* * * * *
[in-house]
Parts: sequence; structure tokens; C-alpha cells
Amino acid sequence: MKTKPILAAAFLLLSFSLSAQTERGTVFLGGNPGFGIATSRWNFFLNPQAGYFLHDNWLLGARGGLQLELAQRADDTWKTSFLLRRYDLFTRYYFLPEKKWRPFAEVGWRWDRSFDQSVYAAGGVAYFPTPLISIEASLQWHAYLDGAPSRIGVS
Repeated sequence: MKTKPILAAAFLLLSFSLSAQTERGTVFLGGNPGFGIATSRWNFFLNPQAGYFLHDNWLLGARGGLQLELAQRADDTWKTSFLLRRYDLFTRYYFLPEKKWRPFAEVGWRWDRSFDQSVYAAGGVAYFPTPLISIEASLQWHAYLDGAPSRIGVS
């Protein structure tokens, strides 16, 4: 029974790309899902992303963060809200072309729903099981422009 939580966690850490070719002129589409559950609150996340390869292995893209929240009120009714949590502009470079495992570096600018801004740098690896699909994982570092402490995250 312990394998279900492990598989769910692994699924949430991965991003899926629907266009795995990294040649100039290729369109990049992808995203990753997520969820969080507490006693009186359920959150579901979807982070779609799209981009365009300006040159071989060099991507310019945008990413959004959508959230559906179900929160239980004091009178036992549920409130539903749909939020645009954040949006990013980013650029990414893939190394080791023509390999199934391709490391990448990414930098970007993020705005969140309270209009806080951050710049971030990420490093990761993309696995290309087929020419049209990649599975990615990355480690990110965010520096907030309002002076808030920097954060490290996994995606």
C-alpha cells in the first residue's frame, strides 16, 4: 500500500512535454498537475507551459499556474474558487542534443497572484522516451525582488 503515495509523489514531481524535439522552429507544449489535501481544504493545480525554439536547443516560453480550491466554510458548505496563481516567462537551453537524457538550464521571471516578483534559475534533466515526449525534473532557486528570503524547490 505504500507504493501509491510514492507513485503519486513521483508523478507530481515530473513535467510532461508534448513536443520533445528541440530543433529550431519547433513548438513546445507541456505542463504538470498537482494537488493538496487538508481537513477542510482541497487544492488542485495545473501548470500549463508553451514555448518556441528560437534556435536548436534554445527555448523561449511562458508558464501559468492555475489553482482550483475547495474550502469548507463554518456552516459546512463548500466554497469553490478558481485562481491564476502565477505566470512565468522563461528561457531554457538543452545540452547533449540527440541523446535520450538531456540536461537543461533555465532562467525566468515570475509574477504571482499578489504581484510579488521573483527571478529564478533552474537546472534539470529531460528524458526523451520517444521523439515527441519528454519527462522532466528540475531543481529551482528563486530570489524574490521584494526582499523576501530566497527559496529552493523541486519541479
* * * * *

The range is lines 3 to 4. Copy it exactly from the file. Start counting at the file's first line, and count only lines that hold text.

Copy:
Amino acid sequence: MKTKPILAAAFLLLSFSLSAQTERGTVFLGGNPGFGIATSRWNFFLNPQAGYFLHDNWLLGARGGLQLELAQRADDTWKTSFLLRRYDLFTRYYFLPEKKWRPFAEVGWRWDRSFDQSVYAAGGVAYFPTPLISIEASLQWHAYLDGAPSRIGVS
Repeated sequence: MKTKPILAAAFLLLSFSLSAQTERGTVFLGGNPGFGIATSRWNFFLNPQAGYFLHDNWLLGARGGLQLELAQRADDTWKTSFLLRRYDLFTRYYFLPEKKWRPFAEVGWRWDRSFDQSVYAAGGVAYFPTPLISIEASLQWHAYLDGAPSRIGVS